Venezuelan President Nicolás Maduro announced on Sunday that he will visit China and several unspecified OPEC countries during a week-long tour aimed at improving the South American nation’s finances, which have fallen under pressure amid a tumble in oil prices.
“I’m leaving today for an international tour … a very important tour to take on new projects, given the circumstances of falling income that our country faces,” Maduro said during a televised broadcast on Sunday.
Maduro said that the first stop during his trip will be in China, where he will hold talks on energy matters and financing with Chinese President Xi Jinping.
China has become a key partner for Venezuela as it is now the nation’s principal financier through oil-for-loan agreements where Venezuela receives cash in exchange for future deliveries of crude and fuel.
“Also, I’m going to visit other OPEC countries to continue high-level efforts (to create) a strategy for a recovery of oil prices, a strengthening of OPEC,” Maduro said.
On Tuesday, Venezuela’s Central Bank announced that the nation’s gross domestic product (GDP) had contracted in the first three quarters of 2014: -4.8% in the first quarter, -4.9% in the second quarter, and -2.3% in the third quarter.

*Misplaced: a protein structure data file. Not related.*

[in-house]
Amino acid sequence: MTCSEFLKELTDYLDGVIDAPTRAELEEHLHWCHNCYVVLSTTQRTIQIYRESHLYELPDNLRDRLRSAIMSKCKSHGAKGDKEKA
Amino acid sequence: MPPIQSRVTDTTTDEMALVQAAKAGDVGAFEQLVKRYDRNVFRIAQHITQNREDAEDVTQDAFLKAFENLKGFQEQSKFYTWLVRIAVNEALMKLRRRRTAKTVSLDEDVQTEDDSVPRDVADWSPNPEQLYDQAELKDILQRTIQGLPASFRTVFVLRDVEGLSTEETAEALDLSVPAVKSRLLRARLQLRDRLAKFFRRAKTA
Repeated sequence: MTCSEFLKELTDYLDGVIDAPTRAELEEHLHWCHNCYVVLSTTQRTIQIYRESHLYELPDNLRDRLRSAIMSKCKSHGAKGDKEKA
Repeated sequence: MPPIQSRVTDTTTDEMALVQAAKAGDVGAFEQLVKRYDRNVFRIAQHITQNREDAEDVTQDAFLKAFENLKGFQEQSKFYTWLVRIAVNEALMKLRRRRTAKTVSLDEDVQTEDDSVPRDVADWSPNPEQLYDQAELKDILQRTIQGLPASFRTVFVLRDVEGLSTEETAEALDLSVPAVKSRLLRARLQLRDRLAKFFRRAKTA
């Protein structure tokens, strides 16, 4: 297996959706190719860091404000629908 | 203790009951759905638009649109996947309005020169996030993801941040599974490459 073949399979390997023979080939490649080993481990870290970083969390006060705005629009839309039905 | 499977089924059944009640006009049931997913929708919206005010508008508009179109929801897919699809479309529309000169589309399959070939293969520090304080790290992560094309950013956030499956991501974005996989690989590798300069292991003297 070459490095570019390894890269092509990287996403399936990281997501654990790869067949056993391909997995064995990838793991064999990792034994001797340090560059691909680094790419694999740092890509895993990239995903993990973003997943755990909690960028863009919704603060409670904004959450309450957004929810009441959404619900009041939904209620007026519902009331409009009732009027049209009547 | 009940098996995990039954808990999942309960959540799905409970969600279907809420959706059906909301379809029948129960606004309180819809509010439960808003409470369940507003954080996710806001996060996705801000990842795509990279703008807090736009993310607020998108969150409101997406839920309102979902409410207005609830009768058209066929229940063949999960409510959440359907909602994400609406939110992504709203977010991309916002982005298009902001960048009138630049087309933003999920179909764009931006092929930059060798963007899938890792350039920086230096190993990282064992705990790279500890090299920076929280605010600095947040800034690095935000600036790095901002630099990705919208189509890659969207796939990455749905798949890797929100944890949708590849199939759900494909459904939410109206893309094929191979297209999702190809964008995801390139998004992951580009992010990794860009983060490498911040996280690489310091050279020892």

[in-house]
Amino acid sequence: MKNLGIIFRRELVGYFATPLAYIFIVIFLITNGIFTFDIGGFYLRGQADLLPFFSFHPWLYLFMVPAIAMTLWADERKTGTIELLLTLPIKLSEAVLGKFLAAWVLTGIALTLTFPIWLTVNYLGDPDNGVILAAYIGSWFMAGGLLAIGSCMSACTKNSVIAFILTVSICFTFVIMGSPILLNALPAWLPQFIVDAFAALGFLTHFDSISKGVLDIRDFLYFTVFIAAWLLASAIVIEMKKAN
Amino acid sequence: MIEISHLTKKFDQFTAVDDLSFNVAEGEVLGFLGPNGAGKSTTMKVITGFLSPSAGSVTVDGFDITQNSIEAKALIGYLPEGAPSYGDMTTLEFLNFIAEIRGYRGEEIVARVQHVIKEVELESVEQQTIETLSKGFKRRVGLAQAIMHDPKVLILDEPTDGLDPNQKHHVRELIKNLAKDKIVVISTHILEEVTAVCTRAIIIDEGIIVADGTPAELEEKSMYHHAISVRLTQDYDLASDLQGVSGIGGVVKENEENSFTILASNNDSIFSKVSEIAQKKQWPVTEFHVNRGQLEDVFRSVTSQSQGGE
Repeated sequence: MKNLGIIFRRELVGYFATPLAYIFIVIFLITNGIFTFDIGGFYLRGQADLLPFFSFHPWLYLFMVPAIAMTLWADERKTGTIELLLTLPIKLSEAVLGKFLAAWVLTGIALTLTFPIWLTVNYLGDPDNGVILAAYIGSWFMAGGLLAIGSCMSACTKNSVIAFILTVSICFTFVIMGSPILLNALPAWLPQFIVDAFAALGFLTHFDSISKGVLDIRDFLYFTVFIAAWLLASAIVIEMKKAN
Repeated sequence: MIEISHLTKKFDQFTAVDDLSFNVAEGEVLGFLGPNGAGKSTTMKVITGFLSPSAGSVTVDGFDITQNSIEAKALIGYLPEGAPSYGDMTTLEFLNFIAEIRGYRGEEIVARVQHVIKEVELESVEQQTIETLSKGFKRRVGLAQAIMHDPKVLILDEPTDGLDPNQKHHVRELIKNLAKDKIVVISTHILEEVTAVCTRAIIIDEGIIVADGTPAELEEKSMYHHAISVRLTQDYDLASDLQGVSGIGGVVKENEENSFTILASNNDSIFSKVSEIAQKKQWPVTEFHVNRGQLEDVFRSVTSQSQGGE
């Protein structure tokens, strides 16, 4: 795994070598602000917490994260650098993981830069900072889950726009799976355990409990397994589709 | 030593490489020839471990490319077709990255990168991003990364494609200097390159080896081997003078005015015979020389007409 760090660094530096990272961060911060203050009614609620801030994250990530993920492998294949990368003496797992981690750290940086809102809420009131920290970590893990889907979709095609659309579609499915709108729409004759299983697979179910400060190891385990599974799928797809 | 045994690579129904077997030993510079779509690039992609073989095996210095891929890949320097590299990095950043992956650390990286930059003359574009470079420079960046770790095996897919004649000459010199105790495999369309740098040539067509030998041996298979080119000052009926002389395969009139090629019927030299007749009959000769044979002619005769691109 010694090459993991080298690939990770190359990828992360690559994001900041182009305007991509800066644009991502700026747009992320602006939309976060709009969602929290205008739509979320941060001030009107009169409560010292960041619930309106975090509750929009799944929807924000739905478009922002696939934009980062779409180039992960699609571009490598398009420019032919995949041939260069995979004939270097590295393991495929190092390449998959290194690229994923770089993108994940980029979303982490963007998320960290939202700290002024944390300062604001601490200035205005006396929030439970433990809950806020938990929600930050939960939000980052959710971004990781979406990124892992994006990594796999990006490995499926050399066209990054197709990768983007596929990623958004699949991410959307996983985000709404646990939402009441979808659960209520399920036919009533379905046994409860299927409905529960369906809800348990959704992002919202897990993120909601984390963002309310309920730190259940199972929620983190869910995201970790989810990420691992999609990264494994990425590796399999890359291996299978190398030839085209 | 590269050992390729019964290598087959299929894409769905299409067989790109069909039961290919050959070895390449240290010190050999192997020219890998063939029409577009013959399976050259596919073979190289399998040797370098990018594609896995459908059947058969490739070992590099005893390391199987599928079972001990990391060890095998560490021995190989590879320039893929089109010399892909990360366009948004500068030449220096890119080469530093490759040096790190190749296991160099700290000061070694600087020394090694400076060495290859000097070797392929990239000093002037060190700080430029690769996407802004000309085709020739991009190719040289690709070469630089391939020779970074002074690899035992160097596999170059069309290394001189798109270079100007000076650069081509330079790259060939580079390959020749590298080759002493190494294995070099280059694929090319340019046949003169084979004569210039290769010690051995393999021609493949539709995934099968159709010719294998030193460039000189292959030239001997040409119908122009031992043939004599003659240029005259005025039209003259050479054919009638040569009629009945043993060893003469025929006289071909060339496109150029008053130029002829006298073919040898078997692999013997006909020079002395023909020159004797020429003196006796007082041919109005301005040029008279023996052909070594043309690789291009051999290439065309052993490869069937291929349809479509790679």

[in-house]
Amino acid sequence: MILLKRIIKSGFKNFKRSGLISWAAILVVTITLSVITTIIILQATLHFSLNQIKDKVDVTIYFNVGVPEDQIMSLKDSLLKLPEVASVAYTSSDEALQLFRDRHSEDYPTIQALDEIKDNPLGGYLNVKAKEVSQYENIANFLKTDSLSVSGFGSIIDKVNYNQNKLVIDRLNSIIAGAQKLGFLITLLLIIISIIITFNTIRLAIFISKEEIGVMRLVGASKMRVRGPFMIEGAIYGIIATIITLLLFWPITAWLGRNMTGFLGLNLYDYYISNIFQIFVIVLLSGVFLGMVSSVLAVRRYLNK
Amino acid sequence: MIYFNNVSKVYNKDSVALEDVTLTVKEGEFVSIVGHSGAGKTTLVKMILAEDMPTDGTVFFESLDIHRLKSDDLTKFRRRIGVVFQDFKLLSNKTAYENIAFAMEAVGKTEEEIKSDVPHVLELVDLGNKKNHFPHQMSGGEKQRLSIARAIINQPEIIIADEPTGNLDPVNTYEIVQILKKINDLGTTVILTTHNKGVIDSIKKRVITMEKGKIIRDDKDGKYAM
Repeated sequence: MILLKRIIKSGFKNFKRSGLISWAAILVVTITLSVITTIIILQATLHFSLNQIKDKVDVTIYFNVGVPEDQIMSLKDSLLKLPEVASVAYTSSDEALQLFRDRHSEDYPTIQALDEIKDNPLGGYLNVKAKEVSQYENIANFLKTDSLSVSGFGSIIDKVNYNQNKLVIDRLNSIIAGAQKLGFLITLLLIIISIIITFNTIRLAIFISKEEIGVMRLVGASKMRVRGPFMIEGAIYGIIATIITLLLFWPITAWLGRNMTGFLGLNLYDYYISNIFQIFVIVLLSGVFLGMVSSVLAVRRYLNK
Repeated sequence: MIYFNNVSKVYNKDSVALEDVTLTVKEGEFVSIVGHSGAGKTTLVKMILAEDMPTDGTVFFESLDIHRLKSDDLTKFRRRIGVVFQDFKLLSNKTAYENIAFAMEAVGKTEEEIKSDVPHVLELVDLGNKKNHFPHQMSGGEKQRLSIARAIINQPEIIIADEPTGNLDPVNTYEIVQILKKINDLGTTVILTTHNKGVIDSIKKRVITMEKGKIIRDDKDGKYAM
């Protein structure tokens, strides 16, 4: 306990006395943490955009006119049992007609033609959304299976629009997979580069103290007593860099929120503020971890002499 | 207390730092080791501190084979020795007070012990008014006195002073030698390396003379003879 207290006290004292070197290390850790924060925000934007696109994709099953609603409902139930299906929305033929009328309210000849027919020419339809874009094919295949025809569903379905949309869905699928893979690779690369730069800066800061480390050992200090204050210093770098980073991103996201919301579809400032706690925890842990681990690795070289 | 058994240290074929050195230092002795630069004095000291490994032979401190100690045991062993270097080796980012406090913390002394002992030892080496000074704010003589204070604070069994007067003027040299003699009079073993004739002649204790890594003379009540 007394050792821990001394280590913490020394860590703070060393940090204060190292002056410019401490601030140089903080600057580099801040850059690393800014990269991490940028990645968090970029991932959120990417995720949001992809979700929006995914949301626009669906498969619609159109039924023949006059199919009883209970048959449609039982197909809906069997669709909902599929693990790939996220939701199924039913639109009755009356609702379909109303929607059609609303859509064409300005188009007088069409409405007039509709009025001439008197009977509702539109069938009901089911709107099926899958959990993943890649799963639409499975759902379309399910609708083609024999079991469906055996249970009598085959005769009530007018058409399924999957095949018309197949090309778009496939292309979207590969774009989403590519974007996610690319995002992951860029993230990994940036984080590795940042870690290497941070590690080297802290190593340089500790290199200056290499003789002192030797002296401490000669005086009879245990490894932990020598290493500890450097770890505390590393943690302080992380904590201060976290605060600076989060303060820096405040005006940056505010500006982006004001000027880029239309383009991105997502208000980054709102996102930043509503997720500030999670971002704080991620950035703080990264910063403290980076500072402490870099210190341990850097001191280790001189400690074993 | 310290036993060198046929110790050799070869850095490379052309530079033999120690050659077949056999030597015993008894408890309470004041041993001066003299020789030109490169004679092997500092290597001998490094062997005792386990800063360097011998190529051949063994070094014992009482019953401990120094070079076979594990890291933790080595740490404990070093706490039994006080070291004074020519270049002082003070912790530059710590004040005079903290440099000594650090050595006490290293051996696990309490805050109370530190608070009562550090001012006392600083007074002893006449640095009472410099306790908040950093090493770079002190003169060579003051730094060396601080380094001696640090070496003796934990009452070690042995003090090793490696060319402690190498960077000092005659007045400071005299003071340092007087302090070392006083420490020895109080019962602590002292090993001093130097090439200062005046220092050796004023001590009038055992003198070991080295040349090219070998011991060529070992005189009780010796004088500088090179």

Venezuela’s Central Bank also announced that the nation’s twelve-month inflation had reached 63.6% in November.
The tumble in oil prices has raised concerns that Venezuela could default on its foreign bonds.
In a recent report Societe Generale (SocGen) said that Venezuela is likely to default in 2015, with some probability in the first quarter of this year and with a “high probability” in the fourth quarter of this year.
Petroleos de Venezuela, the state-owned oil company, needs to make $12 billion of interest and principal payments on hard currency debt in 2015. In order to pay such payments, they will need to tap into the nation’s already dwindled international reserves ($21.4 billion), while at the same time providing dollars to cover imports.
“At these debt levels, they may run out of reserves very quickly,” Regis Chatellier, a credit strategist at Societe Generale said. “They have to continue to import because there’s no substitution, but at the same time they need to pay external debt. They can’t sustain that. They won’t make it.”
Two weeks ago Fitch Ratings cut Venezuela’s credit rating by three levels – from ‘B’ to ‘CCC’ – amid the sharp fall in global oil prices and the nation’s dwindling International reserves of $21.4 billion – which are around half the level of end-2008 when Venezuela last faced a sharp fall in oil prices which led to the global financial crisis.
Last week Bank of America warned that Venezuela needed to devalue the nation’s currency, the bolivar, or risk inflation topping 1,000 percent as early as this year.